Shaping a sustainable future for a common plastic

Polyurethane is one of the world's most widely used plastic materials, but it's often overlooked in our daily lives. Yet whether you're at home, at work or in your vehicle, it is usually not far away, with common end uses ...

New science behind biodegradable algae-based flip-flops

As the world's most popular shoe, flip-flops account for a troubling percentage of plastic waste that ends up in landfills, on seashores and in our oceans. Scientists at the University of California San Diego have spent years ...

page 1 from 5

Polyurethane

A polyurethane (PUR and PU) is any polymer composed of a chain of organic units joined by carbamate (urethane) links. Polyurethane polymers are formed through step-growth polymerization, by reacting a monomer (with at least two isocyanate functional groups) with another monomer (with at least two hydroxyl or alcohol groups) in the presence of a catalyst.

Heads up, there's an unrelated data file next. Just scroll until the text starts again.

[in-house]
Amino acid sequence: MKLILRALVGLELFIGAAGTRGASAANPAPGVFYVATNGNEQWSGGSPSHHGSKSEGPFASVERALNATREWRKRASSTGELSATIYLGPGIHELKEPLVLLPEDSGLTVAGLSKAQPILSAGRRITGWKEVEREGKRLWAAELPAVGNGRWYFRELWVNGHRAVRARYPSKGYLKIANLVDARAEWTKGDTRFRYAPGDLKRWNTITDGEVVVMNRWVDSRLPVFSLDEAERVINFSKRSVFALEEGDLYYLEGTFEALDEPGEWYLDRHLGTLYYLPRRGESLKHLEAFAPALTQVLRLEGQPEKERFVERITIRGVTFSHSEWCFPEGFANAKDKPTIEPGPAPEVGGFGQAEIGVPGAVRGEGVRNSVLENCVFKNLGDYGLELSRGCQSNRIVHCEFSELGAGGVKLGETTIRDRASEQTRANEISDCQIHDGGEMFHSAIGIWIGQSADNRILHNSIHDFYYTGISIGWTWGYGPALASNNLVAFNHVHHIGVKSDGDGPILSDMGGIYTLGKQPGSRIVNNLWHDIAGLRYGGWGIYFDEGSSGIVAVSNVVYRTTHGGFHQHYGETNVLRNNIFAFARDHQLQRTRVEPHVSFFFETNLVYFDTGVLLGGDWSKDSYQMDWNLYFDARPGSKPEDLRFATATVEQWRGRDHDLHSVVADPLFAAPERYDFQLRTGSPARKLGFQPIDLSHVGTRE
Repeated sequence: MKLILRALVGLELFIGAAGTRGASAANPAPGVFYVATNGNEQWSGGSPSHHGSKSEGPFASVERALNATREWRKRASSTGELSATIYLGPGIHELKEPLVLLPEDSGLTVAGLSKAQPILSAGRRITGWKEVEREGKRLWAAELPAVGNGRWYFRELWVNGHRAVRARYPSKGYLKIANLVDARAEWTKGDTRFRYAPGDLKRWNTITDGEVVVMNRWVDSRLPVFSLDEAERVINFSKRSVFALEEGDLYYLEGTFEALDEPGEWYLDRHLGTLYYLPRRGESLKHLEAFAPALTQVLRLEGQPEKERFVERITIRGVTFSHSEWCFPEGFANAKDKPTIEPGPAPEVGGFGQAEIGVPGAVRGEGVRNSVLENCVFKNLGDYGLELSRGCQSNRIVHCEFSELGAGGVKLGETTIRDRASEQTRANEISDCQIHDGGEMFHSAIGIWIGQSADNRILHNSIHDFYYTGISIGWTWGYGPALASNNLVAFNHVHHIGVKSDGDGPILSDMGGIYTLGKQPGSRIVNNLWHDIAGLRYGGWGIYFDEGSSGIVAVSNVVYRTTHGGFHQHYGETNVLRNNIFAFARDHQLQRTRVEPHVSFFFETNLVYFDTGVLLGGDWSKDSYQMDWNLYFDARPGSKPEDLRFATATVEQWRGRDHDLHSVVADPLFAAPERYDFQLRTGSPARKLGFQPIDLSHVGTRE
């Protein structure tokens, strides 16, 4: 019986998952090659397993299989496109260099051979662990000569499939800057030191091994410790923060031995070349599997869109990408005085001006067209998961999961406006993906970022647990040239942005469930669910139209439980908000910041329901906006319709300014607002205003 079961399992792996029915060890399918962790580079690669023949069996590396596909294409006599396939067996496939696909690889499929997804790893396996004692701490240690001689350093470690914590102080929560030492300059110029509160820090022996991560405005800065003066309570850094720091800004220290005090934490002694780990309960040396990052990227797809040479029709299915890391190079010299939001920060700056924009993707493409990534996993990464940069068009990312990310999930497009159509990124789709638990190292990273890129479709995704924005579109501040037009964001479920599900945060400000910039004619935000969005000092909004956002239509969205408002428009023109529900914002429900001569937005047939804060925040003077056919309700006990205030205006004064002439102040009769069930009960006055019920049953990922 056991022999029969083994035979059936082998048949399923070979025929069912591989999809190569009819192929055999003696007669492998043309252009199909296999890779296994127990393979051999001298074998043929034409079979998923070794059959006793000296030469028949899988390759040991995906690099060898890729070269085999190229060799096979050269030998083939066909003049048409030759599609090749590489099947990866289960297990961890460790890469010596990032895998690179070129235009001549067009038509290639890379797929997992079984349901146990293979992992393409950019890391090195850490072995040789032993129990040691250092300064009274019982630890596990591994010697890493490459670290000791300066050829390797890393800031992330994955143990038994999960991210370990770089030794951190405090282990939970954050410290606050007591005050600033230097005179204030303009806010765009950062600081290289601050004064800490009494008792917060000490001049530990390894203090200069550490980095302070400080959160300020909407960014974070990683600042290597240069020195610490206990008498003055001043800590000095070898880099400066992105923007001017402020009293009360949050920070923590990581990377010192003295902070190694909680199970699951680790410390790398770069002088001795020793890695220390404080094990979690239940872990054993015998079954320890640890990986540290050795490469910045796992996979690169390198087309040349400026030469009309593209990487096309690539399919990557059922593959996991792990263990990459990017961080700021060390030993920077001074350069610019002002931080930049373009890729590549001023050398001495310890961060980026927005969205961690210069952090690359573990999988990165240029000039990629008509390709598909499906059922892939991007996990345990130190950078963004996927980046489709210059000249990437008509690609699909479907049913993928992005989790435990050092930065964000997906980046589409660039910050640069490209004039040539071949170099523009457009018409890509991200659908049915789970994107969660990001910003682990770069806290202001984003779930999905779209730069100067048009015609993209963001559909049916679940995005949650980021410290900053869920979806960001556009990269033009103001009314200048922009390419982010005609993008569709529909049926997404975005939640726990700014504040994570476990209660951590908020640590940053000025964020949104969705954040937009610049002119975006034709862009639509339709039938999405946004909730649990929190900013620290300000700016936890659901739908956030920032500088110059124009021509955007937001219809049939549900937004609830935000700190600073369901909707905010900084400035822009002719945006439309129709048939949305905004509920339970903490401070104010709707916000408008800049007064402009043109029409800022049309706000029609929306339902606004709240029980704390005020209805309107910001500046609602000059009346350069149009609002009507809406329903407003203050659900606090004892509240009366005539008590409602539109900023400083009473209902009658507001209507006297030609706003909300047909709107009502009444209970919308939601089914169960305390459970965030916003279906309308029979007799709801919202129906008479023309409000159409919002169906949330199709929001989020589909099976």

Polyurethanes are applied to the manufacture of flexible, high-resilience foam seating; rigid foam insulation panels; microcellular foam seals and gaskets; durable elastomeric wheels and tires; automotive suspension bushings; electrical potting compounds; high performance adhesives; surface coatings and surface sealants; synthetic fibers (e.g. Spandex); carpet underlay; and hard-plastic parts (i.e. for electronic instruments). Moreover, polyurethane products often are inaccurately called “urethanes”, but must not be confused with urethane proper (ethyl carbamate), because polyurethanes neither contain nor are produced from ethyl carbamate.

This text uses material from Wikipedia, licensed under CC BY-SA